Mr. Asebey: I agree with Professor Tinker absolutely about indigenous rights. But one thing we did not focus on very much, and I think is one of the most important aspects of conservation, is not how many species are or are not lost, and what the satisfactorily verifiable data establishes. If you go to Latin American and other developing countries, the people closest to biodiversity are the people who are most impacted by deforestation and some other destructive uses. These people who depend on the forest or the biosystems for their living, for their survival, they are being displaced all the time. In Brazil, Bolivia, Colombia, and other states, the governments are often at odds with the interests of indigenous people. Signing a great Convention with the government will not take care of the interests of indigenous people. If you look at the Convention from a Southern perspective, the number one impact is deforestation. In our academic and scientific centers, we get the statistics on the number of species and related information, and I think sometimes we lose sight of the fact that the real issue in developing countries is people. We not only have recognition here in Article 8, but also the means for giving a real voice to indigenous peoples throughout the world. That is something I would like to have seen.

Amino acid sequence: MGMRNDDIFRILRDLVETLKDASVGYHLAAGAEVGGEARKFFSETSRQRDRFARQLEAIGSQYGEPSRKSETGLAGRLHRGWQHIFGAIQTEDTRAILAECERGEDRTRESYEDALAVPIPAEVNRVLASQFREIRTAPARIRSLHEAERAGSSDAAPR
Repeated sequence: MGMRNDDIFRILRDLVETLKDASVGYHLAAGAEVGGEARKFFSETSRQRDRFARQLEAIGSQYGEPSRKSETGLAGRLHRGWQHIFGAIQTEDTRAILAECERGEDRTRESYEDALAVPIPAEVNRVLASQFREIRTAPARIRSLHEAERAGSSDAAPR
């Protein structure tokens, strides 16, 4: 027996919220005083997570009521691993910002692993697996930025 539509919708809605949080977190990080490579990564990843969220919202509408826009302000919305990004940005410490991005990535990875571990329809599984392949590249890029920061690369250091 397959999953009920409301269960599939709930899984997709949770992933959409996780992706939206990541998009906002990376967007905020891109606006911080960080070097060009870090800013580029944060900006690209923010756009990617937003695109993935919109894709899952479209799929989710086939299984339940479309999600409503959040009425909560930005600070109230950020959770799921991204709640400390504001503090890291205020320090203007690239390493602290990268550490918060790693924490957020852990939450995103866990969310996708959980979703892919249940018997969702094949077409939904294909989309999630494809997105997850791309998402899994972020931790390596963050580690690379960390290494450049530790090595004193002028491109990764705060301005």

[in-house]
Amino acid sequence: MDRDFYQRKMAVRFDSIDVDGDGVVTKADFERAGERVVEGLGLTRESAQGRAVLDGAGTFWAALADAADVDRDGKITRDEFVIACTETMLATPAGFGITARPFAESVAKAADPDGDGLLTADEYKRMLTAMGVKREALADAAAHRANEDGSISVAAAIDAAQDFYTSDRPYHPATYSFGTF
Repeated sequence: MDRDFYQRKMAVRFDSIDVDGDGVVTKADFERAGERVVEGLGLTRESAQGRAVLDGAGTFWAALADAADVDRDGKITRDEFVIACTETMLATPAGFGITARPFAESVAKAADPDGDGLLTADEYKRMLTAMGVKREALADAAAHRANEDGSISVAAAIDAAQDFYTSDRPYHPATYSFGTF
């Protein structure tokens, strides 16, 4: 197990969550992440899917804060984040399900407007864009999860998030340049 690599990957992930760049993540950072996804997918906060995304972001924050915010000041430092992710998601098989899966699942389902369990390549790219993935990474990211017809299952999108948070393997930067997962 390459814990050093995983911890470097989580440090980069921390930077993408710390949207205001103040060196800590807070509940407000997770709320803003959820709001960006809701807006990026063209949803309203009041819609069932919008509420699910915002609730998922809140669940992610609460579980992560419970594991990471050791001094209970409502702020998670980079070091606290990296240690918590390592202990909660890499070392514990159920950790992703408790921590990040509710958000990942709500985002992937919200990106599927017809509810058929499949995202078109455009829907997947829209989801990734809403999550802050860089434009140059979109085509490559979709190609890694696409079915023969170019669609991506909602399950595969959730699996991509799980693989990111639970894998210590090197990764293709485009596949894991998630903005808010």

Edgar J. Asebey, Jonathan I. Charney, Christopher C. Joyner, Lee A. Kimball, and Catherine Tinker,
28 Vanderbilt Law Review
Available at: https://scholarship.law.vanderbilt.edu/vjtl/vol28/iss4/11